Virtual Piggy and American Express are trying to win the attention of gamers by offering them prizes in their favorite online games — but players only get the prizes if they change the way they pay.

Virtual Piggy is a youth e-commerce company that adds parental controls to online payments. After partnering with Sulake, which makes the popular Habbo Hotel online game, Virtual Piggy started offering digital rewards to gamers who sign up to use its system. The move resembles a promotion Amex tied to Zynga's popular Facebook game, Farmville, which rewarded players for signing up for Amex's digital Serve account.

When Habbo Hotel players open a Virtual Piggy account, they receive a “Golden Pig" item to display within the game. When gamers use a Virtual Piggy account to purchase the Captain’s Bundle, a $4.99 collection of in-game items, they’ll receive an exclusive “Piggy Flag.”

Though the campaign has run for less than a week in only two of the 150 countries that can access Habbo Hotel, Virtual Piggy has already received several thousand conversions, the company says.

These sort of digital freebies are common lures that video game sellers use to steer shoppers to their stores, but such offers are less common for payments companies, which typically provide discounts or cash incentives instead.

Habbo Hotel and Farmville are good test grounds for such digital perks because their emphasis on multiplayer interaction guarantees that the prize's owner will get to show off the exclusive item to other players.

“Habbo tends to be light on the game play and heavy on the communications; it’s a more social kind of game, not for hardcore gamers," says Billy Pidgeon, an independent market research analyst covering the international gaming sector.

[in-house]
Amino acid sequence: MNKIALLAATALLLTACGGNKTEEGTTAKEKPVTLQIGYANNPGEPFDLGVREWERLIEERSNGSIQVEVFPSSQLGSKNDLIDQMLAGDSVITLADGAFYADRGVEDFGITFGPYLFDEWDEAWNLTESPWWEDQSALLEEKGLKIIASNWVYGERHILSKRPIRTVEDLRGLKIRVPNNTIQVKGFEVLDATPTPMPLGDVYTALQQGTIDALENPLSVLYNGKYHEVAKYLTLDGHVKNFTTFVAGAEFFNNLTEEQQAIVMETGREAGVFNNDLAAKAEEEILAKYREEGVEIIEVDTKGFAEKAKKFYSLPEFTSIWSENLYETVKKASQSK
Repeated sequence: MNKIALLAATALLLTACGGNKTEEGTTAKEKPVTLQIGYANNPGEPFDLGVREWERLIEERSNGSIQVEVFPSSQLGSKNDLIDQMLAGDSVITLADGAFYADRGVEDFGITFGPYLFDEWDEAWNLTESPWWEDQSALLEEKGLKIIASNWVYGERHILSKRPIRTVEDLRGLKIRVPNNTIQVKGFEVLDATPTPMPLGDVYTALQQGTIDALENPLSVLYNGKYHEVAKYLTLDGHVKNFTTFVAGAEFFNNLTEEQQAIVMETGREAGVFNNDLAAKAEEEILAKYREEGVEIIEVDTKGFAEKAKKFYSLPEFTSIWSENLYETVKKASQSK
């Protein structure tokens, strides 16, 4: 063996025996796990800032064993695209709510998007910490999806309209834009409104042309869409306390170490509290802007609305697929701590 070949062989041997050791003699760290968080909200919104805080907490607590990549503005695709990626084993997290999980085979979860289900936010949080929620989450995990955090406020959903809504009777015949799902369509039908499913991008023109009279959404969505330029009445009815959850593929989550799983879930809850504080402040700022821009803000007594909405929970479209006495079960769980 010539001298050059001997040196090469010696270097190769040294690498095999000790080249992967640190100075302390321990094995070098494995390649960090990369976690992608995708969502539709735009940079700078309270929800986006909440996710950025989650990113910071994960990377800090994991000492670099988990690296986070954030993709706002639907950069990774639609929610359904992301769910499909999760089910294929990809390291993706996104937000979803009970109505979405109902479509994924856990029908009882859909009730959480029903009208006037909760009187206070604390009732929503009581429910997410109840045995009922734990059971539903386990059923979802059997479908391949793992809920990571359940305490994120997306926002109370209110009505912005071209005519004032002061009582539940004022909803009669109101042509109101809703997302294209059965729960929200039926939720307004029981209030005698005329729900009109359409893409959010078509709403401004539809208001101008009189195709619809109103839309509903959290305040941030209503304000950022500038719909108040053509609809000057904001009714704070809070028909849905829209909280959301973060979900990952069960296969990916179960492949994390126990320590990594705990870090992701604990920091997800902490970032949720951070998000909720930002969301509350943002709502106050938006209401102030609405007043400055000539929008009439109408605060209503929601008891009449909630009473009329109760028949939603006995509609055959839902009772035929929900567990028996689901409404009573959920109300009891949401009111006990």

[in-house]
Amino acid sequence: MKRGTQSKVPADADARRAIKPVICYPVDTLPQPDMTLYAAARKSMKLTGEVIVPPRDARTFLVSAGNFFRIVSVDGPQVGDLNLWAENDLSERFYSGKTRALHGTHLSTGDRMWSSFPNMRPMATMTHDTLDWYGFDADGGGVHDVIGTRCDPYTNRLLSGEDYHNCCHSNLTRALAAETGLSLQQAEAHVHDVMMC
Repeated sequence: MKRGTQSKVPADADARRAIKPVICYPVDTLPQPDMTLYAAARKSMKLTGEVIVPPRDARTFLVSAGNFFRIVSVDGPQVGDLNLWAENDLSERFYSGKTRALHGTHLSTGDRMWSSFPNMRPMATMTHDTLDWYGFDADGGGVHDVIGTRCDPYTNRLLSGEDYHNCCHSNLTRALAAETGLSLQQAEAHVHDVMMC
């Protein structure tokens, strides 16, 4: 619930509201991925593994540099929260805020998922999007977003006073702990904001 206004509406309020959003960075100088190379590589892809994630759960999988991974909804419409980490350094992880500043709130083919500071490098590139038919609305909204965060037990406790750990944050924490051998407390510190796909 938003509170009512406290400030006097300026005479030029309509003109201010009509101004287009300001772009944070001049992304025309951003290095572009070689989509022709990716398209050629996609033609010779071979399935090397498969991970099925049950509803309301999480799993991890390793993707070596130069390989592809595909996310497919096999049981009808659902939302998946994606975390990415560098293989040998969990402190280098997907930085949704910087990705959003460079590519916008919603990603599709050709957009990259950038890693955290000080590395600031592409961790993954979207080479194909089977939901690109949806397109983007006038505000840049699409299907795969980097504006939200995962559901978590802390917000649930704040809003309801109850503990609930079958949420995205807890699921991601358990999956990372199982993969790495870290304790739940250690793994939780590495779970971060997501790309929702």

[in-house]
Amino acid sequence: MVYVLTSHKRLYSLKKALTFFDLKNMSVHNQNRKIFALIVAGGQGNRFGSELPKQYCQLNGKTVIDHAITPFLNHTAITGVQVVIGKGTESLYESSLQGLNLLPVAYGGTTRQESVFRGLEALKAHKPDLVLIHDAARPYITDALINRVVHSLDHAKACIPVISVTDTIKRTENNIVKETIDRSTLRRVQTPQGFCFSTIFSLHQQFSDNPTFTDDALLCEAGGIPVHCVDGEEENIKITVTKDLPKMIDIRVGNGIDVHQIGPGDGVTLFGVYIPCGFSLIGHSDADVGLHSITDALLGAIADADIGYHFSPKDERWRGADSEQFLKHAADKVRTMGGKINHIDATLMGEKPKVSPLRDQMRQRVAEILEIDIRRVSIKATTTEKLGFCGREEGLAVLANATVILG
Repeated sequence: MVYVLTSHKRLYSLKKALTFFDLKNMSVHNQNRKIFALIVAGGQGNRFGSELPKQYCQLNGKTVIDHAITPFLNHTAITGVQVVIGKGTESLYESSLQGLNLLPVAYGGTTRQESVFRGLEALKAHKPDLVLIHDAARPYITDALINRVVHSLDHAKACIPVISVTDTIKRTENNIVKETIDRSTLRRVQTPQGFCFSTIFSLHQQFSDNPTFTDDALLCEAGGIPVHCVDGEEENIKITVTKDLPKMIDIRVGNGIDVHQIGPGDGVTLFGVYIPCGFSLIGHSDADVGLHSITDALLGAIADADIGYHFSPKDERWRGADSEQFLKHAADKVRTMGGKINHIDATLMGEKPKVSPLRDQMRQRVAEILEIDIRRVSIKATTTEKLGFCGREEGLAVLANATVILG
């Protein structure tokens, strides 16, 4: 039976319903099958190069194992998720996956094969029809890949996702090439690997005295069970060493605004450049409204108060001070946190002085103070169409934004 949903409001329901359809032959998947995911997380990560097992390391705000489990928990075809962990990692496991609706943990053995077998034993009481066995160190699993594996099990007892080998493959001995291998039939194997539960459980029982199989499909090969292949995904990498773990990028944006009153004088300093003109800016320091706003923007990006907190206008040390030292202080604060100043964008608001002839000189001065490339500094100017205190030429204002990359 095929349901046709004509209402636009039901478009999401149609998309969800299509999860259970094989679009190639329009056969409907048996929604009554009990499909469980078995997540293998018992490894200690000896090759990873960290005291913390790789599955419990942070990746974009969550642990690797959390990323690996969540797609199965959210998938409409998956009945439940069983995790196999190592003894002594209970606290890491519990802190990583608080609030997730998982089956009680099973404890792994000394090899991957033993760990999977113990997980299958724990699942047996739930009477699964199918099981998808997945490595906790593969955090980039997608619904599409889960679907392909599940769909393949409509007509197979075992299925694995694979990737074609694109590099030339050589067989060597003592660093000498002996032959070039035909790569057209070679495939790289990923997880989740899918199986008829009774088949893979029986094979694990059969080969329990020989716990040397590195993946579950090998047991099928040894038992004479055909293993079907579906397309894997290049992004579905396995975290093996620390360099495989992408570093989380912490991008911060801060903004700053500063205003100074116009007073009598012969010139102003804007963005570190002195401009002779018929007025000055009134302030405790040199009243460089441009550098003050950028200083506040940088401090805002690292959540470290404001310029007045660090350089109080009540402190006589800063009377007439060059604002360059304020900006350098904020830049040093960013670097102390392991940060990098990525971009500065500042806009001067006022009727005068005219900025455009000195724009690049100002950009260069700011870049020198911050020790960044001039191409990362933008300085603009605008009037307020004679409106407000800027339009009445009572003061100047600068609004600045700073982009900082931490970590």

Habbo Hotel’s user base is massive, Pidgeon says.

Its user base is also in need of more flexible spending options, says Jo Webber, founder and CEO of Virtual Piggy. More than 90% of Habbo Hotel users are between 13 and 18-years-old, she says.

“The teenagers are the most challenged group when it comes to online spending,” Webber says. “They don’t have credit cards and other payment methods have a lot of friction and can be very expensive for the game’s publisher.”

In addition to Virtual Piggy, Habbo supports a variety of payment methods including Visa and MasterCard payments, PayPal, placing charges on cell phone bills using Zong's technology, and the Ultimate Game Card sold by Visa Inc.'s PlaySpan. It also sells in-game currency loaded on plastic cards sold at Walmart, CVS and Rite Aid.

“Certainly nobody would want kids playing with a credit card hooked up to an online game,” Pidgeon says.

Amex, in addition to its Serve promotion with Zynga, is trying several other promotions to appeal to gamers. It recently launched rewards programs for the Xbox game Halo 4 and the online PC game League of Legends.

Amex provided statement credits to Halo 4 players  that linked a credit card to their account. Completing the game was a requirement for receiving the full amount, and this competitive approach to rewards wouldn’t necessarily work in Habbo Hotel, Pidgeon says.

Amex’s League of Legends promotion is instead tied to a prepaid product. Players who obtain and use the new prepaid card receive an in-game currency called Riot points, which is used to purchase in-game characters and costumes for the characters to wear.

Amex is using targeted campaigns to reach specific audiences that it expects will spend more money, whereas Virtual Piggy is targeting a global demographic with diverse spending behaviors, says Pidgeon.

Shortly after integrating with Habbo Hotel, Virtual Piggy began supporting payments for game vendor Marvelous USA. The company also handles payments for JumpStart, an educational game developer.

While convenience is the pitch behind most payment systems today, Apple Inc. received some bad publicity for making it too easy for kids to spend their parents' money in downloaded iPhone games. Apple has since changed its policy. It also has an allowance system to limit spending on iTunes accounts.

 Because parents must sign up for an online wallet account with Virtual Piggy before children can start purchasing, the company mitigates this risk. If a parent and child have set up an account, the child's purchases will be approved only if they meet criteria set by the parent.  

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